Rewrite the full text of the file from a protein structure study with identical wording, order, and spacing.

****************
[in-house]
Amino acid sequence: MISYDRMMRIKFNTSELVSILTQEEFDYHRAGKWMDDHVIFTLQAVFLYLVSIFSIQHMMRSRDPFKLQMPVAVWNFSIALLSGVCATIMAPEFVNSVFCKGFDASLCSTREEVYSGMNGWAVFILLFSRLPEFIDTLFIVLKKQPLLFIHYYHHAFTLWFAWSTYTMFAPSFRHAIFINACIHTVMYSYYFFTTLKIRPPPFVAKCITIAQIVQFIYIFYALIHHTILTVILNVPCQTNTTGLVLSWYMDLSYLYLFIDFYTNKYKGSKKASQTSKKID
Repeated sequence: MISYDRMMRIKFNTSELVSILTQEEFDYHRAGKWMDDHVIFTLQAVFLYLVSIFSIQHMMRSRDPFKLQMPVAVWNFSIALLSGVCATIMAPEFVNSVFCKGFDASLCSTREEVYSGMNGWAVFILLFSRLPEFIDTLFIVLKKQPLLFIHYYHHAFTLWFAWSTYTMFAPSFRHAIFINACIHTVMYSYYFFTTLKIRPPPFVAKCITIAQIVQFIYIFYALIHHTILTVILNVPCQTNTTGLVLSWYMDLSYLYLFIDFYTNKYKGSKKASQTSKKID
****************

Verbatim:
[in-house]
Amino acid sequence: MISYDRMMRIKFNTSELVSILTQEEFDYHRAGKWMDDHVIFTLQAVFLYLVSIFSIQHMMRSRDPFKLQMPVAVWNFSIALLSGVCATIMAPEFVNSVFCKGFDASLCSTREEVYSGMNGWAVFILLFSRLPEFIDTLFIVLKKQPLLFIHYYHHAFTLWFAWSTYTMFAPSFRHAIFINACIHTVMYSYYFFTTLKIRPPPFVAKCITIAQIVQFIYIFYALIHHTILTVILNVPCQTNTTGLVLSWYMDLSYLYLFIDFYTNKYKGSKKASQTSKKID
Repeated sequence: MISYDRMMRIKFNTSELVSILTQEEFDYHRAGKWMDDHVIFTLQAVFLYLVSIFSIQHMMRSRDPFKLQMPVAVWNFSIALLSGVCATIMAPEFVNSVFCKGFDASLCSTREEVYSGMNGWAVFILLFSRLPEFIDTLFIVLKKQPLLFIHYYHHAFTLWFAWSTYTMFAPSFRHAIFINACIHTVMYSYYFFTTLKIRPPPFVAKCITIAQIVQFIYIFYALIHHTILTVILNVPCQTNTTGLVLSWYMDLSYLYLFIDFYTNKYKGSKKASQTSKKID